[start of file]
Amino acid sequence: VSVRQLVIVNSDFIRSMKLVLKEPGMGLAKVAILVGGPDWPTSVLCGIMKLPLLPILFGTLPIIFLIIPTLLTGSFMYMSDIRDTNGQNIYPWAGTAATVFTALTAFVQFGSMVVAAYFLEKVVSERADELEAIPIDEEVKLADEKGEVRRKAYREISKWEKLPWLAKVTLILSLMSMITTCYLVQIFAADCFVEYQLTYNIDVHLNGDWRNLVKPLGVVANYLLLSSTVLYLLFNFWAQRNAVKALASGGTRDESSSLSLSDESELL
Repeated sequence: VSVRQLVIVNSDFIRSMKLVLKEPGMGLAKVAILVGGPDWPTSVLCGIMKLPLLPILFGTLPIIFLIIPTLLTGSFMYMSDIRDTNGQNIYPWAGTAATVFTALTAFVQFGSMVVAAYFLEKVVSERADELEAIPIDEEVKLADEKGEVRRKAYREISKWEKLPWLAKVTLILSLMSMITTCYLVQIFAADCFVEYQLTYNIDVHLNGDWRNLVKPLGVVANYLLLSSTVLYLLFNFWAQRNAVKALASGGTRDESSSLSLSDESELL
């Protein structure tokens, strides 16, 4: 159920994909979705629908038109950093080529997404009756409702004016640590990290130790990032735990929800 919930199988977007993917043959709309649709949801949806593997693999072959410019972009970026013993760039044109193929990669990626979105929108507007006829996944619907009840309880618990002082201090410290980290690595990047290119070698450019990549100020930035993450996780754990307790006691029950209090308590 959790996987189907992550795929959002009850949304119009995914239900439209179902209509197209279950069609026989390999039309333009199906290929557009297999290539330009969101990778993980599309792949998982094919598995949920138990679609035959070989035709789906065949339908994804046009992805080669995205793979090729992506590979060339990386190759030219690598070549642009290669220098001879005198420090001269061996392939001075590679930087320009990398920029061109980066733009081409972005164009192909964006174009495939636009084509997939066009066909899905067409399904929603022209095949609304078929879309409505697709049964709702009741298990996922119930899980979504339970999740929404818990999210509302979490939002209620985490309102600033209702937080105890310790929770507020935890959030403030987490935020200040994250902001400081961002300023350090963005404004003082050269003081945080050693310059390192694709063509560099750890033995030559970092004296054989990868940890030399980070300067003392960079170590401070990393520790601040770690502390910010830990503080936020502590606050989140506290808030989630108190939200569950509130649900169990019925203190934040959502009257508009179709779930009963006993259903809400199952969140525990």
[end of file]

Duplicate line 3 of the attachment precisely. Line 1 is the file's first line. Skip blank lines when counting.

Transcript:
């Protein structure tokens, strides 16, 4: 159920994909979705629908038109950093080529997404009756409702004016640590990290130790990032735990929800 919930199988977007993917043959709309649709949801949806593997693999072959410019972009970026013993760039044109193929990669990626979105929108507007006829996944619907009840309880618990002082201090410290980290690595990047290119070698450019990549100020930035993450996780754990307790006691029950209090308590 959790996987189907992550795929959002009850949304119009995914239900439209179902209509197209279950069609026989390999039309333009199906290929557009297999290539330009969101990778993980599309792949998982094919598995949920138990679609035959070989035709789906065949339908994804046009992805080669995205793979090729992506590979060339990386190759030219690598070549642009290669220098001879005198420090001269061996392939001075590679930087320009990398920029061109980066733009081409972005164009192909964006174009495939636009084509997939066009066909899905067409399904929603022209095949609304078929879309409505697709049964709702009741298990996922119930899980979504339970999740929404818990999210509302979490939002209620985490309102600033209702937080105890310790929770507020935890959030403030987490935020200040994250902001400081961002300023350090963005404004003082050269003081945080050693310059390192694709063509560099750890033995030559970092004296054989990868940890030399980070300067003392960079170590401070990393520790601040770690502390910010830990503080936020502590606050989140506290808030989630108190939200569950509130649900169990019925203190934040959502009257508009179709779930009963006993259903809400199952969140525990």